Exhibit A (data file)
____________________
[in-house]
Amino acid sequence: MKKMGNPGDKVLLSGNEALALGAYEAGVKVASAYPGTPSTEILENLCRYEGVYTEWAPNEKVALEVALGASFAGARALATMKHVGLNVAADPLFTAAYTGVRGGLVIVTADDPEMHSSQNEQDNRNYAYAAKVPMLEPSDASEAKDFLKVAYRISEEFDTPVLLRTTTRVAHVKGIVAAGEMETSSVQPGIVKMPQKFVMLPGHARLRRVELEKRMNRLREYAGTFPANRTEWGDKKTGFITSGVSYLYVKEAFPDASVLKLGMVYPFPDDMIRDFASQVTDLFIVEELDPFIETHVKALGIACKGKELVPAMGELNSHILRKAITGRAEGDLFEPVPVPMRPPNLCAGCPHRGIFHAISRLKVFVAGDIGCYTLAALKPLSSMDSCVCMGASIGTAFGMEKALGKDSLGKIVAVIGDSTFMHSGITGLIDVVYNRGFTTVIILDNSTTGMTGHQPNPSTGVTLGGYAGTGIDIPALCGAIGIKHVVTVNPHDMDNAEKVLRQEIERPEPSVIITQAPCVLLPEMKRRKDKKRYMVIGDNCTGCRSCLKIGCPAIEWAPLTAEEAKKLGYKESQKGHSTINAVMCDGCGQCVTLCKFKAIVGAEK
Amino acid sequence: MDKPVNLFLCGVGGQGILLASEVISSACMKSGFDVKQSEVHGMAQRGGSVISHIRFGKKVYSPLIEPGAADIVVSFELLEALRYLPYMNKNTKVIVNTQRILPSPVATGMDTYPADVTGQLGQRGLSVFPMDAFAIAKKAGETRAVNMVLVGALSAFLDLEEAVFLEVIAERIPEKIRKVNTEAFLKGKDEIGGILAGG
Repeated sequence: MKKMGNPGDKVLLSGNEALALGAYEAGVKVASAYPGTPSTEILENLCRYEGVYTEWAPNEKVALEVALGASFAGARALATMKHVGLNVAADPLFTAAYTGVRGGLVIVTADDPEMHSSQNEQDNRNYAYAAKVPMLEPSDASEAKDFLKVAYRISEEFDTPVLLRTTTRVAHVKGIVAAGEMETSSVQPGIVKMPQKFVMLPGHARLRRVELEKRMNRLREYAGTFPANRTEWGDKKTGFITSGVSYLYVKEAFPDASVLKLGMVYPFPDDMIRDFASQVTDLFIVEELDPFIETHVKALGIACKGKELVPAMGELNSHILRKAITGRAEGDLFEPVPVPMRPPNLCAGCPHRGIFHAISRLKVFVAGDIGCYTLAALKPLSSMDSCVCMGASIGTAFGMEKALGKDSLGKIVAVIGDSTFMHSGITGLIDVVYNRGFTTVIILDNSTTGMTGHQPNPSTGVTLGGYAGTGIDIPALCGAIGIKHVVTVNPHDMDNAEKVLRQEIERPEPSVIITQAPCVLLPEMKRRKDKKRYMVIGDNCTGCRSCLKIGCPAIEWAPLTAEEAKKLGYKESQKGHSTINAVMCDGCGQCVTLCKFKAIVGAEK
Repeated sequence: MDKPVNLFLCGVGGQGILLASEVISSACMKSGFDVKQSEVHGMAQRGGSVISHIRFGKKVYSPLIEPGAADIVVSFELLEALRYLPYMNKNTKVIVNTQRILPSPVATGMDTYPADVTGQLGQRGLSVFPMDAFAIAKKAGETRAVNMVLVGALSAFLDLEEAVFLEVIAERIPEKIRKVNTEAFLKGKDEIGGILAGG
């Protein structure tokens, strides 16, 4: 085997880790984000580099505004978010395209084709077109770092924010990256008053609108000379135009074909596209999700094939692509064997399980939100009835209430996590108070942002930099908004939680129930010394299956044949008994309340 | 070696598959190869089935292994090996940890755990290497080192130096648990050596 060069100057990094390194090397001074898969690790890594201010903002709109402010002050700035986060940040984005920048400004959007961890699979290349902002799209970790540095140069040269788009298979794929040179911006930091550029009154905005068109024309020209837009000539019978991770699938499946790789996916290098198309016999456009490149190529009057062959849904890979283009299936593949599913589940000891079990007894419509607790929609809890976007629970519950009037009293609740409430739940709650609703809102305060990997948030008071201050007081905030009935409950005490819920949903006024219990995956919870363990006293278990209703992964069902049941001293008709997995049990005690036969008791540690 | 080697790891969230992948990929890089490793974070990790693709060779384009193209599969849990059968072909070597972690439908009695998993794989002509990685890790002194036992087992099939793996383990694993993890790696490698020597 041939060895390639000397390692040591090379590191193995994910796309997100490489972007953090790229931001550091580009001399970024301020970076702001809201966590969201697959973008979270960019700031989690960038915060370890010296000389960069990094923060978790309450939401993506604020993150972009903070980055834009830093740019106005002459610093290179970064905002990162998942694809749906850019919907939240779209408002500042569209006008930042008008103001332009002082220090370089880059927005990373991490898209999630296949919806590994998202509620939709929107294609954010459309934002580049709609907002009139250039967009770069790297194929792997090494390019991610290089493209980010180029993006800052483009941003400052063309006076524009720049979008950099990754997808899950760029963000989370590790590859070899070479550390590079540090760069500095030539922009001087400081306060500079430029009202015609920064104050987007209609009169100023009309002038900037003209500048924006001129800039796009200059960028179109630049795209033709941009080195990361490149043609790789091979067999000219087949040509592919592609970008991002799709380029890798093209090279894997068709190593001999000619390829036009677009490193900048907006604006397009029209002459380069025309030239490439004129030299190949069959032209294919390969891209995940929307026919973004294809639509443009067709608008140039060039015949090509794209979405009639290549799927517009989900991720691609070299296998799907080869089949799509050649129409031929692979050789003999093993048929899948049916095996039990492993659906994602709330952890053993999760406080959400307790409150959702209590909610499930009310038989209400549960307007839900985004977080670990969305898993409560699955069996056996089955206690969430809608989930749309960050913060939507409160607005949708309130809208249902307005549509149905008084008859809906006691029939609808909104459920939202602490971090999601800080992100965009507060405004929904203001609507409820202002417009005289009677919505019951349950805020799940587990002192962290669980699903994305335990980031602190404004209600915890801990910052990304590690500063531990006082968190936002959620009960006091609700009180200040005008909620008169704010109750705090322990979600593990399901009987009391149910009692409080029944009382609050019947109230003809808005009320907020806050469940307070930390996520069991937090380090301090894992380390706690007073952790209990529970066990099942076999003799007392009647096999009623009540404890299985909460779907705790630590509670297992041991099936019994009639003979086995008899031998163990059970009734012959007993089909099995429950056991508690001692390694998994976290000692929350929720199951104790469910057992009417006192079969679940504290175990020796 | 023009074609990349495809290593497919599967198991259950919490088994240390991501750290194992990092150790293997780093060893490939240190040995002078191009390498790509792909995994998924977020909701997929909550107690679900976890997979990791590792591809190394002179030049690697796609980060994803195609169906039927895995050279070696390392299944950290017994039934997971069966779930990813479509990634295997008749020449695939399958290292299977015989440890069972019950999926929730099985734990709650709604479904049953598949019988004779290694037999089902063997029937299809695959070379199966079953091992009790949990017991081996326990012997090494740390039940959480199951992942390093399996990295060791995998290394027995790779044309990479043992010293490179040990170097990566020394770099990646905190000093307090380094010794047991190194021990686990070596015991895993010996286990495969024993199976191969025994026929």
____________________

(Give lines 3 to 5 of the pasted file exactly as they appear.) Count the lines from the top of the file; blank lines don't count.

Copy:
Amino acid sequence: MDKPVNLFLCGVGGQGILLASEVISSACMKSGFDVKQSEVHGMAQRGGSVISHIRFGKKVYSPLIEPGAADIVVSFELLEALRYLPYMNKNTKVIVNTQRILPSPVATGMDTYPADVTGQLGQRGLSVFPMDAFAIAKKAGETRAVNMVLVGALSAFLDLEEAVFLEVIAERIPEKIRKVNTEAFLKGKDEIGGILAGG
Repeated sequence: MKKMGNPGDKVLLSGNEALALGAYEAGVKVASAYPGTPSTEILENLCRYEGVYTEWAPNEKVALEVALGASFAGARALATMKHVGLNVAADPLFTAAYTGVRGGLVIVTADDPEMHSSQNEQDNRNYAYAAKVPMLEPSDASEAKDFLKVAYRISEEFDTPVLLRTTTRVAHVKGIVAAGEMETSSVQPGIVKMPQKFVMLPGHARLRRVELEKRMNRLREYAGTFPANRTEWGDKKTGFITSGVSYLYVKEAFPDASVLKLGMVYPFPDDMIRDFASQVTDLFIVEELDPFIETHVKALGIACKGKELVPAMGELNSHILRKAITGRAEGDLFEPVPVPMRPPNLCAGCPHRGIFHAISRLKVFVAGDIGCYTLAALKPLSSMDSCVCMGASIGTAFGMEKALGKDSLGKIVAVIGDSTFMHSGITGLIDVVYNRGFTTVIILDNSTTGMTGHQPNPSTGVTLGGYAGTGIDIPALCGAIGIKHVVTVNPHDMDNAEKVLRQEIERPEPSVIITQAPCVLLPEMKRRKDKKRYMVIGDNCTGCRSCLKIGCPAIEWAPLTAEEAKKLGYKESQKGHSTINAVMCDGCGQCVTLCKFKAIVGAEK
Repeated sequence: MDKPVNLFLCGVGGQGILLASEVISSACMKSGFDVKQSEVHGMAQRGGSVISHIRFGKKVYSPLIEPGAADIVVSFELLEALRYLPYMNKNTKVIVNTQRILPSPVATGMDTYPADVTGQLGQRGLSVFPMDAFAIAKKAGETRAVNMVLVGALSAFLDLEEAVFLEVIAERIPEKIRKVNTEAFLKGKDEIGGILAGG